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Utility of Stool Sample–based Tests for the Diagnosis of Helicobacter pylori Infection in Children

Leal, Yelda A*; Cedillo-Rivera, Roberto*; Simón, J Abraham; Velázquez, Juan R; Flores, Laura L§; Torres, Javier||

Journal of Pediatric Gastroenterology and Nutrition: June 2011 - Volume 52 - Issue 6 - p 718–728
doi: 10.1097/MPG.0b013e3182077d33
Original Articles: Gastroenterology

Objective: Helicobacter pylori antigen or DNA in stool are meant to detect the bacteria; however, in children the colonization of the gastric mucosa by H pylori is usually weak and fecal excretion of antigen or DNA varies considerably, challenging the utility of these tests in this age group. The aim of the present study was to carry out a systematic review and meta-analysis to evaluate the performance of stool H pylori DNA and antigen tests for the diagnosis of infection in children.

Methods: We conducted a systematic review and meta-analysis to assess the accuracy of stool tests for diagnosis of H pylori infection in children. We searched PubMed, EMBASE, and LILACS databases. Selection criteria included participation of at least 30 children and the use of a criterion standard for H pylori diagnosis. In a comprehensive search, we identified 48 studies.

Results: Regarding antigen-detection tests, enzyme-linked immunosorbent assay (ELISA) monoclonal antibodies showed the best performance, with sensitivity and specificity of 97%, positive likelihood ratio (LR+) of 29.9, and negative likelihood ratio (LR−) of 0.03. ELISA polyclonal antibodies had sensitivity of 92%, specificity of 93%, LR+ of 16.2, LR− of 0.09, and high heterogeneity (P < 0.0001). One-step monoclonal antibody tests demonstrated sensitivity of 88%, specificity of 93%, LR+ of 10.6, and LR− of 0.11. For DNA detection, polymerase chain reaction–based test showed sensitivity of 80.8%, specificity of 98%, LR+ of 17.1, and LR− of 0.18.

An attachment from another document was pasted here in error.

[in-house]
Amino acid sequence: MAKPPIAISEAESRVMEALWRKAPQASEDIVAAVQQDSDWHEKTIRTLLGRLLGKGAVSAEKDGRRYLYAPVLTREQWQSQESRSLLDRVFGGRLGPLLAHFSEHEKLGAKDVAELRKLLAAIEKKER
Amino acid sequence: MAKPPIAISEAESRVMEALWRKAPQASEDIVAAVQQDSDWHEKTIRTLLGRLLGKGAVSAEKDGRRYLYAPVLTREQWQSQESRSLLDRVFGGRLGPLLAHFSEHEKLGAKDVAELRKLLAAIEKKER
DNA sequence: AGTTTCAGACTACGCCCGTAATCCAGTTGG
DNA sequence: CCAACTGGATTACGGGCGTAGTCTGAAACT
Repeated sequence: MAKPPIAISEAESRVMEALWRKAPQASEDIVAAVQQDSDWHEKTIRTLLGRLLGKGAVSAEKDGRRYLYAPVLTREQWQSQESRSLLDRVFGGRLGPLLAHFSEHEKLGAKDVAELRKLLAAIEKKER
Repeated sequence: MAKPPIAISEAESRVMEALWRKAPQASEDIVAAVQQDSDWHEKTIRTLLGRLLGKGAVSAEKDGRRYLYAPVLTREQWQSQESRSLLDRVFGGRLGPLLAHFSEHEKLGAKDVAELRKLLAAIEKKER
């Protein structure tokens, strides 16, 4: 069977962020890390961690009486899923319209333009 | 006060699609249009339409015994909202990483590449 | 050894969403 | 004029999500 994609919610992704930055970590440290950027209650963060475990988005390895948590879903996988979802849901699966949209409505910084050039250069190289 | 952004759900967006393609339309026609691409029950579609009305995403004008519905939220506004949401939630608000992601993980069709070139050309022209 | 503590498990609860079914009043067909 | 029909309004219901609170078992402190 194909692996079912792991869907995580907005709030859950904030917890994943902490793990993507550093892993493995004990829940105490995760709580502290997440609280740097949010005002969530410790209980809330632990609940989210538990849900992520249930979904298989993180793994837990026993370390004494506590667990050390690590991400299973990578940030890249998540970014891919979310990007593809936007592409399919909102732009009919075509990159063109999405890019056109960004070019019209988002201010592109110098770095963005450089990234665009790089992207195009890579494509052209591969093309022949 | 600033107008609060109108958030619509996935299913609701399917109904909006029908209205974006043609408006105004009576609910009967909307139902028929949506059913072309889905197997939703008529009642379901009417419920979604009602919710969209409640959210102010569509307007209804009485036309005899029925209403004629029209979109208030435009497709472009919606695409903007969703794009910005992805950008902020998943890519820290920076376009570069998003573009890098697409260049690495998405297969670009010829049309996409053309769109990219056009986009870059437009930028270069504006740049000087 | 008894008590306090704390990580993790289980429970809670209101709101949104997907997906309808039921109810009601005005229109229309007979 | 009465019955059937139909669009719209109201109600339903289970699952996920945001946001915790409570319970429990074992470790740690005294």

Conclusions: Detection of H pylori antigen in stools with ELISA monoclonal antibodies is a noninvasive efficient test for diagnosis of infection in children. One-step tests showed low accuracy and more studies are needed to obtain a useful office-based screening test. The available molecular tests are still unreliable.

*Unidad de Investigación Médica Yucatán (UIMY), Unidad Médica de Alta Especialidad de Mérida, Instituto Mexicano del Seguro Social, Mérida, Yucatan, México

BIOCEM/HRAEPY Mérida Yucatán

Departamento de Inmunogenética y Alergia, Instituto Nacional de Enfermedades Respiratorias, México, City

§Division of Pulmonary and Critical Care Medicine, San Francisco General Hospital and the University of California, San Francisco, USA

||Unidad de Investigación Médica en Enfermedades Infecciosas y Parasitarias (UIMEIP) Hospital de Pediatría Centro Médico Nacional Siglo XXI, Instituto Mexicano del Seguro Social, México City, Mexico.

Received 30 December, 2009

Accepted 18 October, 2010

Address correspondence and reprint requests to Yelda A. Leal, Unidad de Investigación Médica Yucatán, Unidad Médica de Alta Especialidad del Centro Médico Nacional “Ignacio García Téllez” Mérida Yucatán, Instituto Mexicano del Seguro Social, Calle 34 #439 x 41 Colonia Industrial (Ex-terrenos del Fénix, Hospital T1), Mérida 97150, Yucatán, México (e-mail:

The authors report no conflicts of interest.

Copyright 2011 by ESPGHAN and NASPGHAN